SA National Parks chief executive David Mabunda said the hotel in the park had been planned as part of a diversification of the product offering and was informed by scientific surveys conducted over the years.
"It is important to note that hotels in the parks are not new and they are not like those found in the cities.
"We are already in a hotel business of a different kind, not that of a city or the beachfront," he said.
According to Mabunda parks had had "hotels" since the inception of the first national park in the United States - Yellowstone National Park, established in 1871.
He said almost all the US parks offered hotel accommodation. Their architecture and aesthetics did not detract anything from the national parks' objectives, Mabunda said.
He said the same was happening all over the world.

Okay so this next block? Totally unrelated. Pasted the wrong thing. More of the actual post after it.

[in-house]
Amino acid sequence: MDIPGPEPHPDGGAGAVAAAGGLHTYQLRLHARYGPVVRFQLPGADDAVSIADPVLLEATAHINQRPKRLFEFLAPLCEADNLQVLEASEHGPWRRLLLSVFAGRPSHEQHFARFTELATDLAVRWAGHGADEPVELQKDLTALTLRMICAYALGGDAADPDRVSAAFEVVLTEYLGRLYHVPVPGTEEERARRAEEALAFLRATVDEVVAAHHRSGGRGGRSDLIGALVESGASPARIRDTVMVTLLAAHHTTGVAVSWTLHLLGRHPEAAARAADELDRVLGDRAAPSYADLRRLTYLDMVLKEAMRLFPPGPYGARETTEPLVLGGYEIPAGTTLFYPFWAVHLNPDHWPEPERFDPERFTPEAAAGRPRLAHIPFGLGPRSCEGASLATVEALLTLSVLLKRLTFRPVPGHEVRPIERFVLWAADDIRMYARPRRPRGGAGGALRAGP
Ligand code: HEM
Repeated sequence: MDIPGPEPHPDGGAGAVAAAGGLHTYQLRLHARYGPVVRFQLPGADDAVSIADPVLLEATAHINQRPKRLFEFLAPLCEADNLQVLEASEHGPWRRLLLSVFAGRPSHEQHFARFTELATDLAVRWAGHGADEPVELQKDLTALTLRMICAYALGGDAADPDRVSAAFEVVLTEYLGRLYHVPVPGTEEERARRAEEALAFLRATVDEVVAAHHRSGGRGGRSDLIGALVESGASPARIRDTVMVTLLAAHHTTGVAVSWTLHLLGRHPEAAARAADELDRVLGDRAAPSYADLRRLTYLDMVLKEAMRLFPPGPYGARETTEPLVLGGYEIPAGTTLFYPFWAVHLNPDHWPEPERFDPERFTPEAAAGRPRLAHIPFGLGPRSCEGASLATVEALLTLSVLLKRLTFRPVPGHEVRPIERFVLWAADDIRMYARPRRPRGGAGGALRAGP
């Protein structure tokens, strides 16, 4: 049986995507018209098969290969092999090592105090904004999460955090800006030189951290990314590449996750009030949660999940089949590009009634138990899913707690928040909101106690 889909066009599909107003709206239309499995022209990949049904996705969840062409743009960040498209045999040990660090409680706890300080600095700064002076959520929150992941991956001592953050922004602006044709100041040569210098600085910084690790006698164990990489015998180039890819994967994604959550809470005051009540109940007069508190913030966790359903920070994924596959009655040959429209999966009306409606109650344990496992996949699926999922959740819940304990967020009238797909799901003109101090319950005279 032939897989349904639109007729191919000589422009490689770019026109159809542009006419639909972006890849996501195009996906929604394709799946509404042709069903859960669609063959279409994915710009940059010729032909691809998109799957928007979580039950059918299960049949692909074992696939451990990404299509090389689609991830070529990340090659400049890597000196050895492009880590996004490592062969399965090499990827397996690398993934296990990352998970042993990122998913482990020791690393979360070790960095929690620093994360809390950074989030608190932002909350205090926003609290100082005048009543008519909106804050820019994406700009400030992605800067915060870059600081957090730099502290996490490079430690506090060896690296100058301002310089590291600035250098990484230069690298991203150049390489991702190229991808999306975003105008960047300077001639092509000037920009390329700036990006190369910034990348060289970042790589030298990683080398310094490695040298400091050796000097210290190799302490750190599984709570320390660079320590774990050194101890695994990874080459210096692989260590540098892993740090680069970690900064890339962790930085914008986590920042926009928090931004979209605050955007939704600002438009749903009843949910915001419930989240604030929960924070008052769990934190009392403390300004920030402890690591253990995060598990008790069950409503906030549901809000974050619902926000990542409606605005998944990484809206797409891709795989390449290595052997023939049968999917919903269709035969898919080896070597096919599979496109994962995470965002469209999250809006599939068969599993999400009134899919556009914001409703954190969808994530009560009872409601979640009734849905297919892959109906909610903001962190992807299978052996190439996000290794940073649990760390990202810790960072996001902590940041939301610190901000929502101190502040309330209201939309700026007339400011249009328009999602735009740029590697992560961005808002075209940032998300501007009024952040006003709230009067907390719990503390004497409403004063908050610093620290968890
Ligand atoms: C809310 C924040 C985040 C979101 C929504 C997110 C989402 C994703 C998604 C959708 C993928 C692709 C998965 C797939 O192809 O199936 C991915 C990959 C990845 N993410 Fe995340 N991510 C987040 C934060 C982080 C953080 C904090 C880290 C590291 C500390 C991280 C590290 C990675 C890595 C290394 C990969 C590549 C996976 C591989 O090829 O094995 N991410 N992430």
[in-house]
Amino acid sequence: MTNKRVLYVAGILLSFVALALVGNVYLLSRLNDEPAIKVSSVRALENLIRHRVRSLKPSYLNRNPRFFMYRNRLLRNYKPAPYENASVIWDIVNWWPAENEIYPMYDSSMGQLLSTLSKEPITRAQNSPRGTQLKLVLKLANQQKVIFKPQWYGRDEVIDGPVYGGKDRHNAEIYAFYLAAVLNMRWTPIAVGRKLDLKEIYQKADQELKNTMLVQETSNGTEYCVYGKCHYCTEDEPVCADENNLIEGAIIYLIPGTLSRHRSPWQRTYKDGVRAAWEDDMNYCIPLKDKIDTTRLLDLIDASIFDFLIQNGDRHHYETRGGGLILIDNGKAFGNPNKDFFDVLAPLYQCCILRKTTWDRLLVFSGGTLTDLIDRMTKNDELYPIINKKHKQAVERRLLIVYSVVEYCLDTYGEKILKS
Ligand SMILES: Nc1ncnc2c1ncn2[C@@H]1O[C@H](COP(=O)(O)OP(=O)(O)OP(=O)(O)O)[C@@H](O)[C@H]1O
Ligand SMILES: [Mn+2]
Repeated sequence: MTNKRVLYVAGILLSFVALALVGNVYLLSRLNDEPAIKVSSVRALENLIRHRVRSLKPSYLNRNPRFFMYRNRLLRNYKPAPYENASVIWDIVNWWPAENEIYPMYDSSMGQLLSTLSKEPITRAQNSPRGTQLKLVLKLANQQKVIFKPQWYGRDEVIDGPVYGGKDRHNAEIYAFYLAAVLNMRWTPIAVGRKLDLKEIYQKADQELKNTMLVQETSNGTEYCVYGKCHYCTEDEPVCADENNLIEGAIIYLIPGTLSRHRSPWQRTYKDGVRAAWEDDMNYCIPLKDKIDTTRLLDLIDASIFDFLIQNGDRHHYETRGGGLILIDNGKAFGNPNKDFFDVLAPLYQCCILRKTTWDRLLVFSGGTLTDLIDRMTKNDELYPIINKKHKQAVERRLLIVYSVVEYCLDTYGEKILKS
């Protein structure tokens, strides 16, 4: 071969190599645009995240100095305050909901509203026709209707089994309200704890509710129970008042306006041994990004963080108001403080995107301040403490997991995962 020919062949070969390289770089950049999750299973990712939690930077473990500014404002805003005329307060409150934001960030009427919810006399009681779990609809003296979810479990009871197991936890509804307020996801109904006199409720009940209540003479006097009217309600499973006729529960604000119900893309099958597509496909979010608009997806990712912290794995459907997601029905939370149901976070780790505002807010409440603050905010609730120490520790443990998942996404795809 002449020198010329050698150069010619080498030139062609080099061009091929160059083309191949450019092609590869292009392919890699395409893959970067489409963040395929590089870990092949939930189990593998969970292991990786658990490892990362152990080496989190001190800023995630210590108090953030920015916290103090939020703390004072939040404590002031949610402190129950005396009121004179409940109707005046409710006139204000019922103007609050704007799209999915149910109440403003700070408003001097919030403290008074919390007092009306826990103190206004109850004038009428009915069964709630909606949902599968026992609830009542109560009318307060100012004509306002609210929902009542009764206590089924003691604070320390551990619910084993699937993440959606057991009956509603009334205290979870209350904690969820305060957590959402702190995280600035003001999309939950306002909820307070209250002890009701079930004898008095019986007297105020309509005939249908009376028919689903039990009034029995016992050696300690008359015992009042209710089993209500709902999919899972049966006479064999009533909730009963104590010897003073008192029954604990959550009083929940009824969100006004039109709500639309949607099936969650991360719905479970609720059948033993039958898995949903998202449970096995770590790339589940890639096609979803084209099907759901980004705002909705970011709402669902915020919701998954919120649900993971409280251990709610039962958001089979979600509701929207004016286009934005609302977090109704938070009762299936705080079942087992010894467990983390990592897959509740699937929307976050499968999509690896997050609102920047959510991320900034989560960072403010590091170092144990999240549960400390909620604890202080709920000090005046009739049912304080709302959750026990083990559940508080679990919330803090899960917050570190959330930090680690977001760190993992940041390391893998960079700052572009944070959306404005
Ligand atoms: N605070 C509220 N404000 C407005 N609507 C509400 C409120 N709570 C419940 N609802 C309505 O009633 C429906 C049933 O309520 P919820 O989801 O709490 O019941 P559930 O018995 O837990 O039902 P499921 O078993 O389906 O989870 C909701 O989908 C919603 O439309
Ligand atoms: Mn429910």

"Today we have better tools to plan tourism products, including the use of experts who have regard for the environment as much as ecologists and rangers who gave us the previous models," he said.
"What matters is not the type of accommodation provided but how it is crafted to match environmental ethos and how visitors will be managed."
He said there was no scientific evidence suggesting that having a hotel in a protected area would have a negative impact on biodiversity.
At present there are two hotels in South African national parks - one at the Kruger Gate in Mpumalanga and the other at the Golden Gate Highlands National Park in eastern Free State.
"At these two facilities there are no species or wilderness qualities that have been damaged for over 40 years.
"People need to realise that we are no longer running tourism in parks on a gut-feel-and-luck but on industry knowledge and standards," Mabunda said.
He said that an assessor had been appointed to conduct environmental impact studies and called on members of the public to submit their objections if they had any.